For the third year in a row, we headed to Nashville for TeenPact One Day. This year, we managed to book a room next door to the Snodgrass Tower where the class was held. We just walked over, after making arrangements to leave our car parked at the hotel until that afternoon. So, so convenient. As soon as we know the date for 2019, we will book our room again at the Capitol Hotel Downtown Nashville.
TeenPact is a four-day workshop for teens ages 13-19, teaching them how a bill becomes a law and many other details about our government. TeenPact One Day is the same workshop adapted for children ages 8-12 and it only takes place over one day. To be precise, between the hours of 10am and 4pm, with a lunch break.
TeenPact also has the tag “leadership school” because it trains the children how to shake hands, have eye contact, the mechanics of public speaking, making friends, and how to be a leader and influence people.
There is homework you download from the TeenPact website. Although not graded, the homework prepares your children for the day. It also gives parents and opportunity for conversations on topics that might not otherwise come up.
This year, we talked to our children about Roe v. Wade, for instance. My favorite part of it, of course, is vocabulary. They learn political terms: candidate, campaign manager, grassroots coordinator, legislative, executive, judicial, capitol, bill, lobbyist, corporate etc.
Our youngest attended TeenPact One Day for the first time this year and she loved it. She says she already looks forward to next year.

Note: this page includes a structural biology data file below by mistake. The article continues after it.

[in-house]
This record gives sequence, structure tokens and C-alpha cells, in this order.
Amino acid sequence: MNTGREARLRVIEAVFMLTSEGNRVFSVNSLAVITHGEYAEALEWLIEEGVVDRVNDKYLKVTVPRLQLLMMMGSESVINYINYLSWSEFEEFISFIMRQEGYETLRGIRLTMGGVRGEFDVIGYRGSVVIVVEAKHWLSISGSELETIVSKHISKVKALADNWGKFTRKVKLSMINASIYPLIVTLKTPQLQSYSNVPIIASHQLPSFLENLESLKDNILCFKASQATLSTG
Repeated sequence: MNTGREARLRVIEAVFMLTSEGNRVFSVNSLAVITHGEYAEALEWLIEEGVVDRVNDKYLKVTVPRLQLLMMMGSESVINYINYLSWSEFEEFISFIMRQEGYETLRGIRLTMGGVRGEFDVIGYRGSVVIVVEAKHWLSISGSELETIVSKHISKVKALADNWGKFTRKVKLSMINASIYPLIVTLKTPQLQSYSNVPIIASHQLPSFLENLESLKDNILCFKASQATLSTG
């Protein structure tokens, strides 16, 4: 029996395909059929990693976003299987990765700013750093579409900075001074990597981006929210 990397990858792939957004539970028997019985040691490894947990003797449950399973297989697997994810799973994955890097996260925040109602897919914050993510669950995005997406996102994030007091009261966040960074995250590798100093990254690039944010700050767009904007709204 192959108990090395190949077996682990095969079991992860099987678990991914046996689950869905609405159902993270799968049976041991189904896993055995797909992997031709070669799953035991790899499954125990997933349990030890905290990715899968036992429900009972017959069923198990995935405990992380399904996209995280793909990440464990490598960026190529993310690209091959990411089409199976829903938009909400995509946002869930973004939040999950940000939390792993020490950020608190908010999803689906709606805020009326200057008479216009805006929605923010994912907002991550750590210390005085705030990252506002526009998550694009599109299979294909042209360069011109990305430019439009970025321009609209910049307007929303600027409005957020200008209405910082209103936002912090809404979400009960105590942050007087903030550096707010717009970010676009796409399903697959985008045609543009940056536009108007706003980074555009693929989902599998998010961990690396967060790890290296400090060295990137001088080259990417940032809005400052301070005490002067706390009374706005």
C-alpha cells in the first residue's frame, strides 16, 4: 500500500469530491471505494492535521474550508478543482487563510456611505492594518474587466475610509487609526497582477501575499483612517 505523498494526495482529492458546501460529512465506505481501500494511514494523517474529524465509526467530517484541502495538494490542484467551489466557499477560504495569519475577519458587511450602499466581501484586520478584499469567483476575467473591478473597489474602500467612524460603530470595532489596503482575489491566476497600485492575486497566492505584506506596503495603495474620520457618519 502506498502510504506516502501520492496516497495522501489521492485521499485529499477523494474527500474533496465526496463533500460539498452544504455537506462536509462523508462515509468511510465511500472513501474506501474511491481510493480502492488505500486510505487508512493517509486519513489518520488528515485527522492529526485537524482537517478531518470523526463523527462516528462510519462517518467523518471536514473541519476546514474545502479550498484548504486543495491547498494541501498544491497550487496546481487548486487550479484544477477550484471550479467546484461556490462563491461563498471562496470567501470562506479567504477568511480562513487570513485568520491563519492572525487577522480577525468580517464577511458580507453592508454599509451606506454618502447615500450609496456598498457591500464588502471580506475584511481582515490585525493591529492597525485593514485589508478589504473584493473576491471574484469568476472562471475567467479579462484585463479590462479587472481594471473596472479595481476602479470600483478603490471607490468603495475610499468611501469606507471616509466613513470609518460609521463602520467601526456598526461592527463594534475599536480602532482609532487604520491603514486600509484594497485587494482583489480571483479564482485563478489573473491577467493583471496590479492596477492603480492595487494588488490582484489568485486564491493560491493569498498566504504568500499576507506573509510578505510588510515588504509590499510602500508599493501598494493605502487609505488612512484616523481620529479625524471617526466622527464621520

The day opens with an icebreaker called the Box Game. The students receive booklets and one of the pages contains boxes with things that might apply to them, e.g. “I have blue eyes.” They are to sign each other’s Box Game in one box and move around the room to get all the boxes signed.
Then, there is a 15-minute worship service followed by the Sword Drill. This is a game my son loves. The Bible becomes a sword and they are to look things up in it as they are told.
There is a skit about how a bill becomes a law – everybody’s favorite. Then we walk to the Capitol building for a tour and scavenger hunt. Lunch is followed by more workshops on government.
Returning students have a different track every year. The first-time students remain in the same classroom and are guided through the mechanics of public speaking. Returning students go into smaller classrooms and discuss different terminology.
As citizens of this country, we choose to vote in every election and stay informed about the political issues of the day. We believe it is important for our children to be trained in such matters.